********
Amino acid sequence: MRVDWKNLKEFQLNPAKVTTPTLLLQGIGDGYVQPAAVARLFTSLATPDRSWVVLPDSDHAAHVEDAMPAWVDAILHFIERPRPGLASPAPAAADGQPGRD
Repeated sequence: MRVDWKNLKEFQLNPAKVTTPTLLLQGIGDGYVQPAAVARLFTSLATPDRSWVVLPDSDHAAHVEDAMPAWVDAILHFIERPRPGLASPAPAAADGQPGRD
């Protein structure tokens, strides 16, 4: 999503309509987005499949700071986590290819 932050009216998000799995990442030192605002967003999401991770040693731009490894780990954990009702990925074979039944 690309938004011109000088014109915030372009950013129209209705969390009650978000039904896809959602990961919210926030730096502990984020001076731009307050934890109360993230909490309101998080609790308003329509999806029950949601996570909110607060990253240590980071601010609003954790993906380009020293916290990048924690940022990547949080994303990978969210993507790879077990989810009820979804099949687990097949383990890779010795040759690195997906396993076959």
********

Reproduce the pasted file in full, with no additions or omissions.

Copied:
Amino acid sequence: MRVDWKNLKEFQLNPAKVTTPTLLLQGIGDGYVQPAAVARLFTSLATPDRSWVVLPDSDHAAHVEDAMPAWVDAILHFIERPRPGLASPAPAAADGQPGRD
Repeated sequence: MRVDWKNLKEFQLNPAKVTTPTLLLQGIGDGYVQPAAVARLFTSLATPDRSWVVLPDSDHAAHVEDAMPAWVDAILHFIERPRPGLASPAPAAADGQPGRD
């Protein structure tokens, strides 16, 4: 999503309509987005499949700071986590290819 932050009216998000799995990442030192605002967003999401991770040693731009490894780990954990009702990925074979039944 690309938004011109000088014109915030372009950013129209209705969390009650978000039904896809959602990961919210926030730096502990984020001076731009307050934890109360993230909490309101998080609790308003329509999806029950949601996570909110607060990253240590980071601010609003954790993906380009020293916290990048924690940022990547949080994303990978969210993507790879077990989810009820979804099949687990097949383990890779010795040759690195997906396993076959």